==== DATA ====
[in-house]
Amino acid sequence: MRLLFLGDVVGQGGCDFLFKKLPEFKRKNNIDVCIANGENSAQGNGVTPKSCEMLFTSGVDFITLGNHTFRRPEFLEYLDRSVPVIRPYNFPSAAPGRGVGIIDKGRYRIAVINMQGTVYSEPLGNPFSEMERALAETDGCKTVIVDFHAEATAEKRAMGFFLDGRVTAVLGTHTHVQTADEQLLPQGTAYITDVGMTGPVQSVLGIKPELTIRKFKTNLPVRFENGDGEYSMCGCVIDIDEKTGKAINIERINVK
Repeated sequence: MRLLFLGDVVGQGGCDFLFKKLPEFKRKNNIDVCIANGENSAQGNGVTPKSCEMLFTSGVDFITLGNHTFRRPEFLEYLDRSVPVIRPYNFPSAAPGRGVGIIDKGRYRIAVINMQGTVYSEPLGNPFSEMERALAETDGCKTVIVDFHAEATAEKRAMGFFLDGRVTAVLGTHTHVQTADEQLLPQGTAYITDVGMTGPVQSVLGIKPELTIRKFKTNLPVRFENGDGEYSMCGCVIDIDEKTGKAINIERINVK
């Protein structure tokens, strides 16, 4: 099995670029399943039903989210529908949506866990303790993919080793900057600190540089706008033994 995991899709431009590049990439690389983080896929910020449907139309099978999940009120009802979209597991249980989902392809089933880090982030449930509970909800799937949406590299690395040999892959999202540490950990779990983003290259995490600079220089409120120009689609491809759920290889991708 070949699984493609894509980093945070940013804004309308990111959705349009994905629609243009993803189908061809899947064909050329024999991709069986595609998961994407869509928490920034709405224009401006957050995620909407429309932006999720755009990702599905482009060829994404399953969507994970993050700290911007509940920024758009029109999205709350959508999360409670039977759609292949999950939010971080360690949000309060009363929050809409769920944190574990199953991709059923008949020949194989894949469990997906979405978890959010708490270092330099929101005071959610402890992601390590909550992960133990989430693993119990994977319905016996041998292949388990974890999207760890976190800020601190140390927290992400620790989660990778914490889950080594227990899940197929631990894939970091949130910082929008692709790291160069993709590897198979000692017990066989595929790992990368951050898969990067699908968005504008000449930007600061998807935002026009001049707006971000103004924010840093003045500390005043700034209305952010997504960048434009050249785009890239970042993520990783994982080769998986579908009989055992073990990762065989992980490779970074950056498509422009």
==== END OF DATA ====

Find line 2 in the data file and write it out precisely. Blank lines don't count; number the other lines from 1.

Amino acid sequence: MRLLFLGDVVGQGGCDFLFKKLPEFKRKNNIDVCIANGENSAQGNGVTPKSCEMLFTSGVDFITLGNHTFRRPEFLEYLDRSVPVIRPYNFPSAAPGRGVGIIDKGRYRIAVINMQGTVYSEPLGNPFSEMERALAETDGCKTVIVDFHAEATAEKRAMGFFLDGRVTAVLGTHTHVQTADEQLLPQGTAYITDVGMTGPVQSVLGIKPELTIRKFKTNLPVRFENGDGEYSMCGCVIDIDEKTGKAINIERINVK